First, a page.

So many things are changing on the campus of Archbishop Riordan High School this semester, it’s hard to keep track of them all.
School President Patrick Daly is making sweeping changes throughout the school, including the athletic department, and football is the first step in the plan to return Riordan athletics to excellence.
“Our mission is changing the culture and it’s not just on the football field, it’s in the classroom, it’s in the community,” said first-year coach Richard Sweeney, one of many new additions to the athletic department.
“There’s a lot of things that need to be addressed here and they are being addressed on a daily basis.”
After a Central Coast Section championship in 2007, the last three seasons have been dismal for the Crusaders, with a 3-26-1 record, while being outscored 1,103-346.
“I make almost no references to last year, almost none,” Sweeney said. “We are building this thing from the ground level. Everyone knows we’re picked to finish last in the [West Catholic Athletic League]. The program has been down. That’s why changing the culture is the No. 1 thing.”
But there is reason for optimism, with a strong incoming freshman class and a marquee name at quarterback.
Sophomore Zach Masoli, the younger brother of former Serra and University of Oregon star Jeremiah Masoli, will be the starting quarterback for the Crusaders.
Masoli certainly has the pedigree and apparently the talent to be an elite quarterback, but Sweeney is taking things slow with the young signal-caller.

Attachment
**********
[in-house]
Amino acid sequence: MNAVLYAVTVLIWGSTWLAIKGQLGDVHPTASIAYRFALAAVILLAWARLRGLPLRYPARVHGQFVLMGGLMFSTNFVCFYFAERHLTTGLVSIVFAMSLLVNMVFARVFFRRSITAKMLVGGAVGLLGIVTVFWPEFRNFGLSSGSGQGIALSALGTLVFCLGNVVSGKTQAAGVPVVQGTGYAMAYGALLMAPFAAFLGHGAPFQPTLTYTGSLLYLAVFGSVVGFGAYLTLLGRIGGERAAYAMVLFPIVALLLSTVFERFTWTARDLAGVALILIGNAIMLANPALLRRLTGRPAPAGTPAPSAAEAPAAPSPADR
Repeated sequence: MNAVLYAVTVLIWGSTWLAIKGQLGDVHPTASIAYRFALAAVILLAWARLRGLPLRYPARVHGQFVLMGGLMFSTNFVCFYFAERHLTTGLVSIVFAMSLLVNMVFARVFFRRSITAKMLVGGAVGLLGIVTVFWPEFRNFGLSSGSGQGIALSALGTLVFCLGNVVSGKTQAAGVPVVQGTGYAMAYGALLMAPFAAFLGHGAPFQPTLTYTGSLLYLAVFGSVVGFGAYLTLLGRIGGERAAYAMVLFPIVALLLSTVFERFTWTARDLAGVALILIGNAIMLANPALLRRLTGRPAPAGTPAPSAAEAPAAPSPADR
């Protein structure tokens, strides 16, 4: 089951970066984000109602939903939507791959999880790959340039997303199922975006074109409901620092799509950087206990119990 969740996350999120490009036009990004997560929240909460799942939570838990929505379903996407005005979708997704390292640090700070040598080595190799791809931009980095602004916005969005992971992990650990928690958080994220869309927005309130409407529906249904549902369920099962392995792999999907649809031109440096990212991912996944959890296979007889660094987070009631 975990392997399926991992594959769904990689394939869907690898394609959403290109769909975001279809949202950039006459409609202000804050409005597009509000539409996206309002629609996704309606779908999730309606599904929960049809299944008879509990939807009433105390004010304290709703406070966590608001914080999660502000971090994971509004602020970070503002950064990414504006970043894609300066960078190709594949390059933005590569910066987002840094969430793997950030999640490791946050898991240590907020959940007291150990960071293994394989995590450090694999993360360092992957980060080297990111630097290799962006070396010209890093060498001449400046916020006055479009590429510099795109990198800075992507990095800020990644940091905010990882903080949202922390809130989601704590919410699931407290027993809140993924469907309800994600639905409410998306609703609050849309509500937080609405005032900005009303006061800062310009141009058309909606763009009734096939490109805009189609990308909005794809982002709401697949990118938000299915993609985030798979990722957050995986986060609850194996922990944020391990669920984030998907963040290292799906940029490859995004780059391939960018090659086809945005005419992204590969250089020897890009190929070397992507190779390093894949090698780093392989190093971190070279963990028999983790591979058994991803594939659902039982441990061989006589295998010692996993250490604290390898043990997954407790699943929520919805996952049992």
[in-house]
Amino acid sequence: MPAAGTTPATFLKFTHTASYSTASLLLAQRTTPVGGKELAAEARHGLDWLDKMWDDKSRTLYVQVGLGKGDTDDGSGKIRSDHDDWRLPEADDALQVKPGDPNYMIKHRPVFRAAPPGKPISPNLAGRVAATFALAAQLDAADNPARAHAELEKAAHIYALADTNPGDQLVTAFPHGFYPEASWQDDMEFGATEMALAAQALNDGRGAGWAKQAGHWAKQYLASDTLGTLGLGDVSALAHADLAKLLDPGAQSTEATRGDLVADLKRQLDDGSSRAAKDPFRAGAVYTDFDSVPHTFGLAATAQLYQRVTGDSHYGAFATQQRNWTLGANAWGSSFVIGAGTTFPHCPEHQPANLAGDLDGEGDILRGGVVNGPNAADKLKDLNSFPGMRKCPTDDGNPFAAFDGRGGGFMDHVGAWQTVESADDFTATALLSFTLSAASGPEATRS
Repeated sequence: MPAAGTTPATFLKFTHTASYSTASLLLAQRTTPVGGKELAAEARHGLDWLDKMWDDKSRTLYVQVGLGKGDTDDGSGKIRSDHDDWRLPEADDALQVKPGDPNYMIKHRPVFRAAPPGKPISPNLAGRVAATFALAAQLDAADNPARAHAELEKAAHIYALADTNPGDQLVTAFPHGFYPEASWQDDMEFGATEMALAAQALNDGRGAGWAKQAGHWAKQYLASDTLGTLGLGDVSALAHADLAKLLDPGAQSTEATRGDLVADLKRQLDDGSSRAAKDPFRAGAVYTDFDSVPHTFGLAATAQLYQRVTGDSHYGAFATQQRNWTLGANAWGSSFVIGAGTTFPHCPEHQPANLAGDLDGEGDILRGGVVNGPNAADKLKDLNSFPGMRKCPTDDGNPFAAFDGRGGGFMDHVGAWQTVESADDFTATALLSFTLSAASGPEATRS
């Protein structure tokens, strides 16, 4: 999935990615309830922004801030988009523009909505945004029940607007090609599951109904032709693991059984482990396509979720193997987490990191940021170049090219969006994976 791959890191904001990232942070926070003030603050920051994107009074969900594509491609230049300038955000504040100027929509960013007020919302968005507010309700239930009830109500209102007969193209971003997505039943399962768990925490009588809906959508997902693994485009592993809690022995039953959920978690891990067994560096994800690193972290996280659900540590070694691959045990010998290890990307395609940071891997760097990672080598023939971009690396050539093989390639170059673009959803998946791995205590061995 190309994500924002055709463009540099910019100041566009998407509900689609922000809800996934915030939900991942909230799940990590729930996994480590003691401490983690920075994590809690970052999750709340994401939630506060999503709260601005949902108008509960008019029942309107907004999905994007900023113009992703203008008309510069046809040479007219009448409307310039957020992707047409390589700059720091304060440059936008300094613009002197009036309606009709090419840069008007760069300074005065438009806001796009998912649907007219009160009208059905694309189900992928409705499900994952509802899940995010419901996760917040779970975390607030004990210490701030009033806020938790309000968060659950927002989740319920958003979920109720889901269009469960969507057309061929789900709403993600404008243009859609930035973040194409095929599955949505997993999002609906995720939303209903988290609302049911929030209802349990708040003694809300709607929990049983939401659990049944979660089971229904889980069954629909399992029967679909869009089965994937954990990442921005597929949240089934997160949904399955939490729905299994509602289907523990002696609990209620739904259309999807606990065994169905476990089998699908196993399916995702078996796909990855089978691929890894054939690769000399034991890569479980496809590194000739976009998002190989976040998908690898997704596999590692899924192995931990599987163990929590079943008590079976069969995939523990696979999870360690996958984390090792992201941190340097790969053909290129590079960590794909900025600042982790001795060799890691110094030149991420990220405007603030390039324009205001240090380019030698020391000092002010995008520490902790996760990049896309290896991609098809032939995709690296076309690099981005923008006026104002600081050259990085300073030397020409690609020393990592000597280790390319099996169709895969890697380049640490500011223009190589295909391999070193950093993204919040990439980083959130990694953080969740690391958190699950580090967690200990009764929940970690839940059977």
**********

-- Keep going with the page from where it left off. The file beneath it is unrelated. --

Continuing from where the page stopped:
“He’s got to manage the game. He doesn’t have to be the game,” Sweeney said. “He has to manage it.”
Aiding Masoli will be a strong group of senior wide receivers, led by senior Nate Warren, who will also be starting at free safety.
The Crusaders won’t be running the ball-control option offense they ran in 2010, but Sweeney is solidly committed to the rushing game.
“I want to run the football for a lot of reasons,” Sweeney said. “It helps your defense, it helps your offense. My plan is to make sure that we get the ball in the hands of the playmakers, whether it’s handing it to them or throwing.”
The offense should get a help with field position from speedy senior return man Christopher Jackson, but a point of concern is improving the defense, which allowed nearly 50 points per game in 2010.
The teeth of that defense will be senior middle linebacker Drew Jackson, who has now played for three different coaching staffs since joining the varsity team in his sophomore season. Jackson will also be the Crusaders’ starting tight end.
With so much change, gauging wins and losses for Riordan this season is not an easy task, but challenging for a CCS or WCAL is an unlikely proposition.
Sweeney stresses patience, but is eager to get started.
“We want to be competitive and play with great effort. Those are the successes we can measure early on.”
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